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Thread: If you keep shrimp, read this!!!!! Reply to Thread
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  Topic Review (Newest First)
11-20-2012 03:44 PM
sunyang730 OMG, I just order some plants oversea... This article just scare me :/ Good thing I don't put these inside my shrimp tank. They go in my plant only tank. Will put in some.. cheap fish.. or shrimp to test it i guess. Hate to do that.. but...
11-20-2012 03:34 PM
acitydweller old news but good for newbies and a refresher...
11-20-2012 01:38 PM
somewhatshocked Proper cleaning and quarantining for a month or two would probably (emphasis on probably) be sufficient in most cases.

If there was doubt, one could test the waters with a single critter before risking an entire colony. As cruel as that is, it's better than losing a whole tank of livestock.
11-20-2012 05:35 AM
Rob in Puyallup Seems to me that if plants have been treated with insecticides (or other nasty chemicals) that at least some of those same chemicals will be released into their environment when a leaf (or other plant part) decomposes in the water it lived in.

(Please disregard this post if same is assumed in the article. I wasn't able to open the link via my cell.)

Sent from my Samsung Galaxy S III using Tapatalk 2
11-19-2012 09:59 PM
msjinkzd It is more a matter of them coming in from overseas. From what I understand they have to pass nematode and plant pest quaratine standards, often which require treatment of chemicals or for them to be tissue cultured/sterile.
11-19-2012 09:58 PM
ThatGuyWithTheFish
Quote:
Originally Posted by somewhatshocked View Post
Old news but good information to have.

Those importing Buces and such should do the hobby a favor and clean their plants well, quarantining them prior to offering them for sale.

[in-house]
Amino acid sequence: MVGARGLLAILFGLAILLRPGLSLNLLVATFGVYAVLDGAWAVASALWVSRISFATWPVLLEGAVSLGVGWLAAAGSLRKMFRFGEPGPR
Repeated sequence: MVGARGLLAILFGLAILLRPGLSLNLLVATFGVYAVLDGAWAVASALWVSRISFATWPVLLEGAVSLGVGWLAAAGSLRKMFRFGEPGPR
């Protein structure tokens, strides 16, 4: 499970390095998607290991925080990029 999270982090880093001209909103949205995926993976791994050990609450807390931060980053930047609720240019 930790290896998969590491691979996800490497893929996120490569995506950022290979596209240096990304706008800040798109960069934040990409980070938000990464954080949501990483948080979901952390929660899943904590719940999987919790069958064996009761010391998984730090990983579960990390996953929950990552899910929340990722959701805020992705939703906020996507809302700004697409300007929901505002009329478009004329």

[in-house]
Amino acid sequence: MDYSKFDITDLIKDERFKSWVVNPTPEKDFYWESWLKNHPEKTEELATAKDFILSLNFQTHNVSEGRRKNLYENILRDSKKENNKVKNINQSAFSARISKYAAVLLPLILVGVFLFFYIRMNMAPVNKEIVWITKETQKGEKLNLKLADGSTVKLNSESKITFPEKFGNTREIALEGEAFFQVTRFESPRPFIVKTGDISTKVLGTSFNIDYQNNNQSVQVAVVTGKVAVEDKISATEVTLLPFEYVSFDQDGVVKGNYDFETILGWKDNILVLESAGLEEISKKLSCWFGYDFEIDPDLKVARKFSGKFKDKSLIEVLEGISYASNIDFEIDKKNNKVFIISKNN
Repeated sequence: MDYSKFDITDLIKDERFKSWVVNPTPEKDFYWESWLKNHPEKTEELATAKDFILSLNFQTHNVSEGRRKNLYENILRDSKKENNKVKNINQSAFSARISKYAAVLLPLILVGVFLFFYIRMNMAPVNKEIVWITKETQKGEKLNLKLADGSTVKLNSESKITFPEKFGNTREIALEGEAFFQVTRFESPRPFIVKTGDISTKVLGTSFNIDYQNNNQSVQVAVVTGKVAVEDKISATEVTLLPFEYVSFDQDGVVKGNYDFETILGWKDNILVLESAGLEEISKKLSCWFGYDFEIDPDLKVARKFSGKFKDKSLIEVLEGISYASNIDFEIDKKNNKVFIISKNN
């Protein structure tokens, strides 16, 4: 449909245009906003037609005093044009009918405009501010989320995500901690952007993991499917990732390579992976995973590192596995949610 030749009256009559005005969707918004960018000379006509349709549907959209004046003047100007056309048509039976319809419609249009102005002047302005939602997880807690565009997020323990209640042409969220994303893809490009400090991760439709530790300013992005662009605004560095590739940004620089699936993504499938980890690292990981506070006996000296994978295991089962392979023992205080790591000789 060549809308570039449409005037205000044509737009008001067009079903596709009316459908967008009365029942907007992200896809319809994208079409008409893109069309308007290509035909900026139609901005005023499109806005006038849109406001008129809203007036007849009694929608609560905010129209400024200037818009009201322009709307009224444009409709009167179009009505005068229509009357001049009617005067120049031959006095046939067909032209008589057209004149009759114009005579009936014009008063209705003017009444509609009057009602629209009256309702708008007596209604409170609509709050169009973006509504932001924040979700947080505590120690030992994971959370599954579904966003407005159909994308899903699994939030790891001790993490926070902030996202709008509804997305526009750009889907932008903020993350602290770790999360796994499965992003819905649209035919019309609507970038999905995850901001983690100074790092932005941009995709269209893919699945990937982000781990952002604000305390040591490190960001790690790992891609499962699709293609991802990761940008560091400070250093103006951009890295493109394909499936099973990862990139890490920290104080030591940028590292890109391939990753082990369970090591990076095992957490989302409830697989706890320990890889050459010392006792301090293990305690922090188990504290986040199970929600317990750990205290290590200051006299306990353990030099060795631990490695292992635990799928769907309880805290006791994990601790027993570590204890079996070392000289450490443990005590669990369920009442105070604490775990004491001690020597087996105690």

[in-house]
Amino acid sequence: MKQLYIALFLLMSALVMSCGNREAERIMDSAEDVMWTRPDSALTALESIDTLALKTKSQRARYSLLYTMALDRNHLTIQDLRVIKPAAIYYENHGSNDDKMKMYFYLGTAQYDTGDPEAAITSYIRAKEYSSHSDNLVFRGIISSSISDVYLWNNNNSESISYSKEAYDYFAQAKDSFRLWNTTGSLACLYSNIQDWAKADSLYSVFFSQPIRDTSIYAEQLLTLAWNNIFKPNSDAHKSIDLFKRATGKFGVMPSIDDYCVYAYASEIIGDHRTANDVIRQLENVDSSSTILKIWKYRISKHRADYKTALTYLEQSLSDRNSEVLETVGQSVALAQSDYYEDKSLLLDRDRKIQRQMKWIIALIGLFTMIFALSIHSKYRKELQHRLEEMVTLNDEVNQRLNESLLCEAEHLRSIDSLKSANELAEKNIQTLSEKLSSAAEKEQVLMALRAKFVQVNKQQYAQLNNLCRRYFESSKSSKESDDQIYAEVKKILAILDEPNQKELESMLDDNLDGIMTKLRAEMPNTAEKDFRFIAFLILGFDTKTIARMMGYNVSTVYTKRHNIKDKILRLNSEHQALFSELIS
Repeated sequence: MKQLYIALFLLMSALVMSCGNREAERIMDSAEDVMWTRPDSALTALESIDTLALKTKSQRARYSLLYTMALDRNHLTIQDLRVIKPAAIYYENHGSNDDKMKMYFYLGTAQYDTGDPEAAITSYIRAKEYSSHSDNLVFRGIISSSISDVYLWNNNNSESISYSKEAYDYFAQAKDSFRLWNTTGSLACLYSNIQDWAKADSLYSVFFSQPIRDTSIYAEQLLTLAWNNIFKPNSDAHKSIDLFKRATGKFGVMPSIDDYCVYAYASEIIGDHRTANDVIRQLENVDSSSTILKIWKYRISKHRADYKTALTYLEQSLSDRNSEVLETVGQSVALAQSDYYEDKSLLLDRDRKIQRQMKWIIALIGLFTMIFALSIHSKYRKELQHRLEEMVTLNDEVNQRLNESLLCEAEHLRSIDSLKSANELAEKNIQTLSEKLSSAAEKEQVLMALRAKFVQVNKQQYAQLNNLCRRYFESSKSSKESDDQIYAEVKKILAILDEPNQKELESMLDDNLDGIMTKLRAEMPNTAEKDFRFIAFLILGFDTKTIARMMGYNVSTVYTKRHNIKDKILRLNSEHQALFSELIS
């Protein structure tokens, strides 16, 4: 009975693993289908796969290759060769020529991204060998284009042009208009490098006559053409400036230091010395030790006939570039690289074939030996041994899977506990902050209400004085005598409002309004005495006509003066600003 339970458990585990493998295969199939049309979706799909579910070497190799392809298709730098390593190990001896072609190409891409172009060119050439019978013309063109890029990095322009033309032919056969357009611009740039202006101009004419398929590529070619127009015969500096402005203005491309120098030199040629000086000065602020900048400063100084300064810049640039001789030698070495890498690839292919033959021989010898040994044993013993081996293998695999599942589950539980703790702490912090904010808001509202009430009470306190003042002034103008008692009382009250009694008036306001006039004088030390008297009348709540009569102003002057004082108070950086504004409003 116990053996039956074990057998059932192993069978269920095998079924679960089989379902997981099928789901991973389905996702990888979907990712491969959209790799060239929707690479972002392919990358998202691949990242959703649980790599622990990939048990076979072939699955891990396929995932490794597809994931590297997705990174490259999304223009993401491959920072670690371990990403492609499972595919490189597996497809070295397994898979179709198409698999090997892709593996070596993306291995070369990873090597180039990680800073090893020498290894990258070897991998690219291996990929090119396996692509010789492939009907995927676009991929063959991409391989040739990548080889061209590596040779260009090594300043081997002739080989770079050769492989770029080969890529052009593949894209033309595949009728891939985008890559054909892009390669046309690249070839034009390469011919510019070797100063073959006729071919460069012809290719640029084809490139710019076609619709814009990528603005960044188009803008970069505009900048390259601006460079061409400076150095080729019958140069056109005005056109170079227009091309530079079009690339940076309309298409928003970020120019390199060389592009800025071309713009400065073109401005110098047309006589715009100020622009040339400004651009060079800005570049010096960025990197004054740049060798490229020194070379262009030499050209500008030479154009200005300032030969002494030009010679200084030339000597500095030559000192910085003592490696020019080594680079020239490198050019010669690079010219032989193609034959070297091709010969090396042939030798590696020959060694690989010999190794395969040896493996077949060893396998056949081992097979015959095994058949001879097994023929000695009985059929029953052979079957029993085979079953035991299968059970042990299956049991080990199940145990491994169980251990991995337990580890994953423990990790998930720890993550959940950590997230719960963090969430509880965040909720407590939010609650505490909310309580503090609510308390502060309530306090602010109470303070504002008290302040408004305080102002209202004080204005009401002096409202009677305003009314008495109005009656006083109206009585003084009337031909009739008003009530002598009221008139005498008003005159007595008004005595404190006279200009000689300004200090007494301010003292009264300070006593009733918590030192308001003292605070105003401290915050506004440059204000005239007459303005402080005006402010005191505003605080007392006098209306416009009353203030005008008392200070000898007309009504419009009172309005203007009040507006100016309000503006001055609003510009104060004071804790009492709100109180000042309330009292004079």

Thanks for sharing it again, Seattle_Aquarist.
Buces shouldn't be a problem because they aren't really farmed--they grow too slowly and their legality is questionable.
11-19-2012 09:42 PM
dougolasjr wow that sucks.
11-19-2012 09:32 PM
msjinkzd rinsing doesnt work, i know first hand I left imported plants in a bucket for a couple of days and then rinsed repeatedly. The chemicals still killed off over 600 shrimp with proper rinsing.
11-19-2012 09:31 PM
Lkittredge Probably old news but appreciate the recirculating of old news for new people to the hobby like myself.
11-19-2012 09:09 PM
somewhatshocked Old news but good information to have.

Those importing Buces and such should do the hobby a favor and clean their plants well, quarantining them prior to offering them for sale.

Thanks for sharing it again, Seattle_Aquarist.
11-19-2012 06:58 PM
Hmoobthor I think this news is old....

I buy some moss from oversea and rinse it and they have been in my tank and growing very well ..no problem or loss
11-19-2012 06:45 PM
deleted_user_17 I read about this on ukaps a while ago. I think it may have been a factor in me losing my first batch of shrimps. Being in the UK, I'm really careful where I get my plants from now.
11-19-2012 06:44 PM
Seattle_Aquarist
Quote:
Originally Posted by somewhatshocked View Post
That PFK story has been popping up for most of the year. Seems to primarily be an issue for plants that are imported or when living in Europe and shipping across borders.

Though, I agree with Aquatic Delight. QT, dips and proper rinsing are key if you have livestock you care about.
Hi somewhatshocked,

I agree that proper QT or even possibly adequate rinsing might alleviate the potential problem. Purchasing plants from LFS that get their plants from Florida farms shouldn't be a problem or from forum members that actually grow the plants they are selling.

However, here on the West Coast a lot of plants come in from Asia. Also some forum members that resell plants import from Asia as well; being aware of the potential issue can possibly save a member a lot of hassle.
11-19-2012 06:29 PM
somewhatshocked That PFK story has been popping up for most of the year. Seems to primarily be an issue for plants that are imported or when living in Europe and shipping across borders.

Though, I agree with Aquatic Delight. QT, dips and proper rinsing are key if you have livestock you care about.
11-19-2012 06:22 PM
Aquatic Delight another story that could have been elimated with QT, or even rinsing the plants. i'm kinda shocked that people keeping expensive shrimp would not take saftey measures to protect their shrimp.


but eitherway its a great read for anyone in this hobby.
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